In congressional testimony, Ben Bernanke stated that the economy was poised to begin recovery by the end of 2009. This claim is supported by a survey of industry professionals released by the National Association of Business Economists, which pointed to the second half of 2009 for recovery, with growth resuming in 2010.
On a traditional timeframe, this would mean the market is set to begin recovery any day now, although employment may continue to get worse through the summer, ultimately improving in the spring of 2010. This would make 2008-’09, the longest recession since World War II, as well as the largest credit crisis to touch our shores since then.
In the midst of so much turmoil in the markets, nothing lifts the spirits like vindication. For years we have shouted that inflation was coming, and after this financial crisis, we touted inflation as the most-likely method for economic recovery. And finally, after a long wait, it is finally materializing.
Labor Department numbers confirm that January saw the largest jump in wholesale prices since July, due mostly to rising energy costs. We have long argued, and maintain that crude oil simply cannot, and will not, stay at current levels. Admittedly, oil was too high at $140/barrel, but it is simply too cheap under $40. We believe the appropriate price, given current conditions, is somewhere in the neighborhood of $70-$80 per barrel.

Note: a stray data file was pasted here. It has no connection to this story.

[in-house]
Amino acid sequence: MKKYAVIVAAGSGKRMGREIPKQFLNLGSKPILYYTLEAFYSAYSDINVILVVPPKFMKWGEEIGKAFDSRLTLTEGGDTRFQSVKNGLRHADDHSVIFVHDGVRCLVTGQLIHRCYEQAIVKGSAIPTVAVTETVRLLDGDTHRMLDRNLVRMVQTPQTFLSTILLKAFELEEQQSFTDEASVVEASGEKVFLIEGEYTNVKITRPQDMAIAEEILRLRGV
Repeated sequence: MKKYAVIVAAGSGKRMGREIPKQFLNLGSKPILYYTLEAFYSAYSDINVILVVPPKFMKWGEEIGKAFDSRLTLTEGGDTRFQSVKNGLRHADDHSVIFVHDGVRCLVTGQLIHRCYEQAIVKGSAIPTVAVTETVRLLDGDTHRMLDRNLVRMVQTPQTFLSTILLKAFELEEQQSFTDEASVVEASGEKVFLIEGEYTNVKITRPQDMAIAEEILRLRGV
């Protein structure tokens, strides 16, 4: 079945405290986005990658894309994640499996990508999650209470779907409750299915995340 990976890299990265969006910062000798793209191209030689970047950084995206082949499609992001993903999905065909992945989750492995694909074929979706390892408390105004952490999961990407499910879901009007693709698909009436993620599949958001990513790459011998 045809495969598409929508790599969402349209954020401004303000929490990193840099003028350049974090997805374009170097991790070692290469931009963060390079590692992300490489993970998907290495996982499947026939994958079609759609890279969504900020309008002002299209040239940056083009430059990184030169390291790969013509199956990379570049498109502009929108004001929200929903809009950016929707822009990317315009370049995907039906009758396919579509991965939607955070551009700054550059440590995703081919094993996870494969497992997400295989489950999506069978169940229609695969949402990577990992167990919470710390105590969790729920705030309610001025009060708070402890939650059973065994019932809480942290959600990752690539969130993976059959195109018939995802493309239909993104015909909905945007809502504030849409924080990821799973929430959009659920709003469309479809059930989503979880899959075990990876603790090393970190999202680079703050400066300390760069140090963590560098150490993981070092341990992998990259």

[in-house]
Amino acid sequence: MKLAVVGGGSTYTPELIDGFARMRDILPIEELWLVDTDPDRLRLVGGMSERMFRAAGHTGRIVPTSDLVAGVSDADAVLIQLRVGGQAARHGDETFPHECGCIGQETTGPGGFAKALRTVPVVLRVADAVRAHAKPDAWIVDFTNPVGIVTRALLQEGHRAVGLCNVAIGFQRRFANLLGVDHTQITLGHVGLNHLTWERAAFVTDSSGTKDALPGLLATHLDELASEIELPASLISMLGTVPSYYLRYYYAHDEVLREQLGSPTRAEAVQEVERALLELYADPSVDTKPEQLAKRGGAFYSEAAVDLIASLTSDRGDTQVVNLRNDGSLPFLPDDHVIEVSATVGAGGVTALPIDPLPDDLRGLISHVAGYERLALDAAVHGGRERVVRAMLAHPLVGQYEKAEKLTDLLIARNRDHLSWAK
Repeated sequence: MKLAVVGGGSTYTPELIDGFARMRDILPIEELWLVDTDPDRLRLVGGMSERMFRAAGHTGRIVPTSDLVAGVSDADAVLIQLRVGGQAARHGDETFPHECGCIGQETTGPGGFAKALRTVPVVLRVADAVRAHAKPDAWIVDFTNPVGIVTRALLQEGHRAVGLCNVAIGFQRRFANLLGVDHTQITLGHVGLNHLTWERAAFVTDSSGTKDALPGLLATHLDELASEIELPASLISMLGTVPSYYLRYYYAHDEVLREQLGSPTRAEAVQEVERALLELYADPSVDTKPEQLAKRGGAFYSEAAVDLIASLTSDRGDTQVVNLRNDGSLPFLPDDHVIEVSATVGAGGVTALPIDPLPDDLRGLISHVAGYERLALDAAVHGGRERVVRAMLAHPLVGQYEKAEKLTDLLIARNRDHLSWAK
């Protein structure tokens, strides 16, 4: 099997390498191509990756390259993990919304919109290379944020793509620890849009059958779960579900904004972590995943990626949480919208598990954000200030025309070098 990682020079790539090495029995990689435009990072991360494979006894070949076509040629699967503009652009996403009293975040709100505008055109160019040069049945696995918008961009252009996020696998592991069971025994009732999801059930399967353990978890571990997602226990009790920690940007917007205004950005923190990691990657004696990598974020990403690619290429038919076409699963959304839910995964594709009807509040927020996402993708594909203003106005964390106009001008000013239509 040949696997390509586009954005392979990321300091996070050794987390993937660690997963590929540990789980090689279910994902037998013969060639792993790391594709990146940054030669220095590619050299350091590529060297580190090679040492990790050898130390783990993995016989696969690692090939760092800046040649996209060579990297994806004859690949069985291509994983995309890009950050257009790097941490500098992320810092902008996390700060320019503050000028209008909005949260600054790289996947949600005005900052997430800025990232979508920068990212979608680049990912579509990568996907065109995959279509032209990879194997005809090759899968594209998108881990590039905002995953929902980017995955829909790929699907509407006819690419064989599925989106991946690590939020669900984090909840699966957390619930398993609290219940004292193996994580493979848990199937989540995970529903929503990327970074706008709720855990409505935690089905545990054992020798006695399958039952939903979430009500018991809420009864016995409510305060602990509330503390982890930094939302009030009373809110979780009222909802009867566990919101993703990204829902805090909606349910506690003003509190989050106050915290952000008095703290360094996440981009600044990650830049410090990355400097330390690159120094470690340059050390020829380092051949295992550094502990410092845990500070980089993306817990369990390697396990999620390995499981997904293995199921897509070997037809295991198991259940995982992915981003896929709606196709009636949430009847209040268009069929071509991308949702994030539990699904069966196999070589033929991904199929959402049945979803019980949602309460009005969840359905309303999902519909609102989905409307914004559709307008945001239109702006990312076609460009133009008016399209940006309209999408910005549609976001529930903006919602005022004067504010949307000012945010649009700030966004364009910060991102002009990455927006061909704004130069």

In light of recent news, here is the way we see events playing out over the next year or so:
1. The Dow finds it bottom within the next month. While a rally may not be explosive, it should come comfortably off its bottom.
2. With energy costs leading the way, inflation is going to rip through this economy like a hot knife through butter. Any investors without inflation hedges are going to experience a massive erosion of purchasing power.
3. The economy will stagnate through spring and begin recovery sometime mid-year although real growth won’t begin until late fall or winter.
4. Employment will continue to worsen through summer, ultimately recovering in spring or summer of 2010.
Some other good news: it appears that someone in the Obama Administration must be a reader of this blog. Finally this new group seems to be learning the lesson that when it comes to the financial markets, talk is cheap. Unlike campaigns, this crisis is no popularity contest and rhetoric simply doesn’t work. Hopefully with this lesson learned, the administration will replace speechwriters with economists and quit throwing wrenches in the workings of global markets.